The Federal Energy Regulatory Commission (“FERC”) shares jurisdiction with the states over matters that fundamentally affect investment in critical energy infrastructure. In general, FERC’s policies have favored investment in assets that have the lowest short-term incremental cost, while state policies have tended to take a longer-term view and consider a variety of different factors, including fuel diversity, environmental impacts such as global warming emissions, security and sustainability of supply, economic development, stability of retail rates, and other public interest considerations.
Significant conflicts between FERC policies and state priorities have generally been resolved in favor of FERC by the federal courts. Courts have cited the Supremacy Clause of the U.S. Constitution, which requires state policies to yield in areas where FERC has exclusive jurisdiction. However, federal law also preserves important responsibilities to the states.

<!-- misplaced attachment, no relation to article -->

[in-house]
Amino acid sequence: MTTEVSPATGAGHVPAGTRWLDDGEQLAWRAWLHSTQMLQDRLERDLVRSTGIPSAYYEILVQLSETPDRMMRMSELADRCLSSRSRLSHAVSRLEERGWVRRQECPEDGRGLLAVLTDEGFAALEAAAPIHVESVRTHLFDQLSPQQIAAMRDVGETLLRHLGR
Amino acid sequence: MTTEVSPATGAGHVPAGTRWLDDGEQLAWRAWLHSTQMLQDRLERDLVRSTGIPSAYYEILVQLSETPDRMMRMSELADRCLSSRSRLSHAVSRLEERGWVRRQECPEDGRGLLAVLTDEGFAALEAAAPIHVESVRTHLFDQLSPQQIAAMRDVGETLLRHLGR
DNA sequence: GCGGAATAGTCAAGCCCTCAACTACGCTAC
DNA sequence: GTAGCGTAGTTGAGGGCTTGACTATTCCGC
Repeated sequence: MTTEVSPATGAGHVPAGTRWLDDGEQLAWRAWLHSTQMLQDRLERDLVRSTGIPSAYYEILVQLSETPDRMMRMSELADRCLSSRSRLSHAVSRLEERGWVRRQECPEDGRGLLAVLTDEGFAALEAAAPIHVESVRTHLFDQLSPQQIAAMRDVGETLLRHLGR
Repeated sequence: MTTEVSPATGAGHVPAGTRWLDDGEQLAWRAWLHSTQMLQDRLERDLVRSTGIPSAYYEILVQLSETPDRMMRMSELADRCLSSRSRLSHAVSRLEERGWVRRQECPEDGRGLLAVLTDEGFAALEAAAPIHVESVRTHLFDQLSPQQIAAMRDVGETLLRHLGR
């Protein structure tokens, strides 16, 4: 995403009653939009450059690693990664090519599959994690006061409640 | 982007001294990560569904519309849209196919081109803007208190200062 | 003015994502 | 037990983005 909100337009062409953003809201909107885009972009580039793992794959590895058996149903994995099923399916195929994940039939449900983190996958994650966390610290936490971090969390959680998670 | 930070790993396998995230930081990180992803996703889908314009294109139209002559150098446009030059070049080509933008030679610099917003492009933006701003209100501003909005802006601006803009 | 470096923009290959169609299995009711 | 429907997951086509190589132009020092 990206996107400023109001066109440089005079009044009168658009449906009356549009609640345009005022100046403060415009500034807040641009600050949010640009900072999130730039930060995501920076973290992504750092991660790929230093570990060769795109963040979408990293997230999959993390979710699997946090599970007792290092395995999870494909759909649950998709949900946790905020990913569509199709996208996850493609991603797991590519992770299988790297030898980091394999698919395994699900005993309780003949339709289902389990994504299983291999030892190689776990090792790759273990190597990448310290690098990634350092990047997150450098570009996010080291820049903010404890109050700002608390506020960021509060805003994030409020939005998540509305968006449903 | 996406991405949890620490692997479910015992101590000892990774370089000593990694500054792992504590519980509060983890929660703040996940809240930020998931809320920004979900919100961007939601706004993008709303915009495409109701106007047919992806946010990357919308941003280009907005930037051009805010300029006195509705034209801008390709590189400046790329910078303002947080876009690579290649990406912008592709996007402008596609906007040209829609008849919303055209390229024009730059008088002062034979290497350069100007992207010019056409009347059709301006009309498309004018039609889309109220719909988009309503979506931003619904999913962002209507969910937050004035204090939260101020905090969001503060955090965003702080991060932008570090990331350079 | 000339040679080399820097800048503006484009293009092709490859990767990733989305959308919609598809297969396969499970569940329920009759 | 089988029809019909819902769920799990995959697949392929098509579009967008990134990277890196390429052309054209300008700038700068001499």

To the extent that federal policy could impede the accomplishment of the states’ legitimate objectives in areas traditionally reserved to them, a collaborative approach should be adopted. The November 2014 joint technical conference between FERC and the New York Public Service Commission (“NYPSC”) to discuss issues of mutual interest and concern regarding wholesale markets and energy infrastructure in New York is a good example of the type of collaboration that may become increasingly necessary to reconcile sometimes conflicting federal and state regulatory priorities, provide market participants a reasonable degree of market stability, and help avoid contentious litigation.
For more information, see Julia Sullivan, The Intersection of Federally Regulated Power Markets and State Energy and Environmental Goals, 26 Fordham Envtl. L. Rev. 474 (2015) (available at https://ir.lawnet.fordham.edu/elr/vol26/iss3/5/)